The E-BNR aims to build a comprehensive & unique cross-artform guide to
the British neo-Romantic tradition,
from 1880 to the present day.
While the British Romantics of 1789-1824 have spawned a vast industry of
publishers, conferences & tourism, the later neo-Romantic traditions
remain largely neglected. The E-BNR is aimed at bringing this hidden
tradition to light.
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WHAT IS NEO-ROMANTICISM ?
Neo-Romantic artists have drawn their inspiration
from artists of the age of Romanticism or earlier.
Characteristic themes in their work include a
mystical approach to the British landscape...
ENTRY: Hurry, Leslie
Leslie George Hurry (b. February 10, 1909, London - d. November 20, 1978)
was a British artist and set designer for ballet, theatre and opera.
The son of A.G. Hurry, a St John's Wood funeral director, he schooled at Haberdashers' Aske's Boys'
School. Resisting pressure to join the family business, he attended St. John's Wood Art School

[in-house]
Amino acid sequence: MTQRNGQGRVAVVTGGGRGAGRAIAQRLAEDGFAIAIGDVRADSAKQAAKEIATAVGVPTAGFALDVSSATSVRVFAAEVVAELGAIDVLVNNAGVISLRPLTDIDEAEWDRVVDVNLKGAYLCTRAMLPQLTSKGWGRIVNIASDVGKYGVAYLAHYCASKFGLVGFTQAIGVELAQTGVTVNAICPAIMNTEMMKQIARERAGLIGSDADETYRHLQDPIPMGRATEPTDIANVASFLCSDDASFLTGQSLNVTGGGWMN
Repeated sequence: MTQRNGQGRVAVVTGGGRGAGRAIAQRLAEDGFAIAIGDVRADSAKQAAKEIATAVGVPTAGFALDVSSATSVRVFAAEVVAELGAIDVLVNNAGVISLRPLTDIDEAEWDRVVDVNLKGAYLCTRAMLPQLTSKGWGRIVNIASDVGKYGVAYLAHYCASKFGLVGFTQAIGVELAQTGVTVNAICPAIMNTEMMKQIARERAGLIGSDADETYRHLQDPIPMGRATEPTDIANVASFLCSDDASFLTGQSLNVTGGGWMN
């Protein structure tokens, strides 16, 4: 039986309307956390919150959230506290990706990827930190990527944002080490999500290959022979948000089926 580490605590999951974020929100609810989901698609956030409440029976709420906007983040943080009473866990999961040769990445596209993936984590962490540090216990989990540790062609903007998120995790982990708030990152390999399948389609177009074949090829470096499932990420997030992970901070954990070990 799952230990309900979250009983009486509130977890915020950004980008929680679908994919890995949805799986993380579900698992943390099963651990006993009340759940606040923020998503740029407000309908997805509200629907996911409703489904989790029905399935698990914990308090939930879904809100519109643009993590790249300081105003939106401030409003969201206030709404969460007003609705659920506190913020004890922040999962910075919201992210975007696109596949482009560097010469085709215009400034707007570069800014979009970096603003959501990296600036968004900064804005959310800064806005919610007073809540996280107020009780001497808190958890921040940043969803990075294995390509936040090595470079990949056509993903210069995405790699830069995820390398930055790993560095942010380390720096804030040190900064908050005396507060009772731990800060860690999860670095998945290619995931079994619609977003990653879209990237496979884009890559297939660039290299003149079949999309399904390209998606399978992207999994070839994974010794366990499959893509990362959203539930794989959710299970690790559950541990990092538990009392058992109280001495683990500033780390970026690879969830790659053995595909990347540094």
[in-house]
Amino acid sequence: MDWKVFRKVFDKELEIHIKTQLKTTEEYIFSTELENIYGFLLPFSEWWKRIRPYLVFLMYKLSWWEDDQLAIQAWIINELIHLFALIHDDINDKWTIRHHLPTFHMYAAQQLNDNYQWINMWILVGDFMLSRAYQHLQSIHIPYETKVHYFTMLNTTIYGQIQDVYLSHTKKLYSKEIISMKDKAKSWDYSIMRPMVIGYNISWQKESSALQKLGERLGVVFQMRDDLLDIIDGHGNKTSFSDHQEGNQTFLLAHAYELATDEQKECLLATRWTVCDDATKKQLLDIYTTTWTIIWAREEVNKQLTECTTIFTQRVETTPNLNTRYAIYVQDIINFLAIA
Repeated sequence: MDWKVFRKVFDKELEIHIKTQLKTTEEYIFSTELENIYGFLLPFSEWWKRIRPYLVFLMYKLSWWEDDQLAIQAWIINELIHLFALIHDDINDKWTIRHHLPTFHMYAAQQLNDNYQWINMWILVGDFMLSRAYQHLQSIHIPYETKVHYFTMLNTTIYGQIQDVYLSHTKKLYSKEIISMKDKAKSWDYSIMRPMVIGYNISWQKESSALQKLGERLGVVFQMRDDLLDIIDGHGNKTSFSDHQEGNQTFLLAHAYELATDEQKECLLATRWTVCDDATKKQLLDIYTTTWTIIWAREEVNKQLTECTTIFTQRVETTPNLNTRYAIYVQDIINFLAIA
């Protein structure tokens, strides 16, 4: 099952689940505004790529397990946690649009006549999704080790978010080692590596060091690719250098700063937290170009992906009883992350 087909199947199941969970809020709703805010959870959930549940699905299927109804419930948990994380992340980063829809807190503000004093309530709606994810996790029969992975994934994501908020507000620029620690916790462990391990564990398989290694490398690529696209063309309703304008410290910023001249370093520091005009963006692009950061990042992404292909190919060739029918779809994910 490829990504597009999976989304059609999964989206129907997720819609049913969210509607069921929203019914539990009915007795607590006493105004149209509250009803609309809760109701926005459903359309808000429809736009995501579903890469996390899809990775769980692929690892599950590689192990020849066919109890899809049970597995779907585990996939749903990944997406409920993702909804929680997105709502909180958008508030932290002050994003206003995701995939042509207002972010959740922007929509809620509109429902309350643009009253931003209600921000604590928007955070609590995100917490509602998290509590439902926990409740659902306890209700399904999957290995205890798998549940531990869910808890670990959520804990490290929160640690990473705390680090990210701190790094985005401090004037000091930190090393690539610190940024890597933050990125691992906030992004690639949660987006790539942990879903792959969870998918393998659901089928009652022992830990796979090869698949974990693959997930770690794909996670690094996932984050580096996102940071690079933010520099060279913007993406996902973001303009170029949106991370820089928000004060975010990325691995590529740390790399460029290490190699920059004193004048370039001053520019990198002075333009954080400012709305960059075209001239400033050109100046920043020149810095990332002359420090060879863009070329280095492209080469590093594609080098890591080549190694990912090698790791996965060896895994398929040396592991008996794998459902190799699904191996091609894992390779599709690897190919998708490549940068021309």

and the Royal Academy Schools. Leaving the Royal Academy School of Painting in 1931, before
the completion of his five-year scholarship, his first commission was from a brewing firm to
decorate a chain of saloon bars with landscape murals.
In the second half of the 1930s he wandered Britain and Ireland painting landscapes.
Depressed with his work and seeking inspiration to develop a personal style, he moved
to Brittany then Paris, but was forced to return to England due to health problems.
In 1939, found unfit for military service and disturbed by the war, he isolated
himself in his secluded cottage at Thaxted, Essex. At this time he was befriended
by Grace Sholto Douglas, an elderly patron of arts who died in 1942.
In 1940-41 he produced two books of intricate automatic drawings that were
exhibited at the Redfern Gallery, leading to his acclaim as an "ultra-surrealist".
His first stage work was for a production of Hamlet for the Sadler's Wells Ballet
in 1942, work commissioned by Robert Helpmann, who had seen his paintings
in a London gallery. He subsequently worked for Sadlerís Wells, the
Old Vic, Aldwych Theatre, Glyndebourne, the Royal Opera House,
the Royal Shakespeare Company and the theatre in Canada, particularly in Stratford, Ontario.
He left a large body of paintings, ranging through abstract, portraiture and landscape.